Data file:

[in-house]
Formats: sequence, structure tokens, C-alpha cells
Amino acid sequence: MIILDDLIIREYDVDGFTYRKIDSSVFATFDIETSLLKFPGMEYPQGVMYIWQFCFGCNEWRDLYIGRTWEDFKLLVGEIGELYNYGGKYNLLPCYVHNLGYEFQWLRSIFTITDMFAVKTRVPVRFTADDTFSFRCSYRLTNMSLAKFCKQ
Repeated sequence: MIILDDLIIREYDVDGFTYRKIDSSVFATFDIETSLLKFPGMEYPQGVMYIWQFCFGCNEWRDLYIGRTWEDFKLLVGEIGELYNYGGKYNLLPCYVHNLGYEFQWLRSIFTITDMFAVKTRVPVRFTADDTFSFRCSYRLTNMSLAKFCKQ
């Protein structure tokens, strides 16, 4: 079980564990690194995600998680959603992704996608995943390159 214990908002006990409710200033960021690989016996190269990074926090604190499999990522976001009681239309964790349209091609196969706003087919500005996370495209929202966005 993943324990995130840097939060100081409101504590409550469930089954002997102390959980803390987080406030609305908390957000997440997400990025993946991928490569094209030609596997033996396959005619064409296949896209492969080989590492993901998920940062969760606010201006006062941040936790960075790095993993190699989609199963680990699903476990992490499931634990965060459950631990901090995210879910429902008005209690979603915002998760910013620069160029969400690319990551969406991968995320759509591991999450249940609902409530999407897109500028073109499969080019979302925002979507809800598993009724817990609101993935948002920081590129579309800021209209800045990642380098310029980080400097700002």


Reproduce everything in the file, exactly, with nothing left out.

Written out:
[in-house]
Formats: sequence, structure tokens, C-alpha cells
Amino acid sequence: MIILDDLIIREYDVDGFTYRKIDSSVFATFDIETSLLKFPGMEYPQGVMYIWQFCFGCNEWRDLYIGRTWEDFKLLVGEIGELYNYGGKYNLLPCYVHNLGYEFQWLRSIFTITDMFAVKTRVPVRFTADDTFSFRCSYRLTNMSLAKFCKQ
Repeated sequence: MIILDDLIIREYDVDGFTYRKIDSSVFATFDIETSLLKFPGMEYPQGVMYIWQFCFGCNEWRDLYIGRTWEDFKLLVGEIGELYNYGGKYNLLPCYVHNLGYEFQWLRSIFTITDMFAVKTRVPVRFTADDTFSFRCSYRLTNMSLAKFCKQ
């Protein structure tokens, strides 16, 4: 079980564990690194995600998680959603992704996608995943390159 214990908002006990409710200033960021690989016996190269990074926090604190499999990522976001009681239309964790349209091609196969706003087919500005996370495209929202966005 993943324990995130840097939060100081409101504590409550469930089954002997102390959980803390987080406030609305908390957000997440997400990025993946991928490569094209030609596997033996396959005619064409296949896209492969080989590492993901998920940062969760606010201006006062941040936790960075790095993993190699989609199963680990699903476990992490499931634990965060459950631990901090995210879910429902008005209690979603915002998760910013620069160029969400690319990551969406991968995320759509591991999450249940609902409530999407897109500028073109499969080019979302925002979507809800598993009724817990609101993935948002920081590129579309800021209209800045990642380098310029980080400097700002």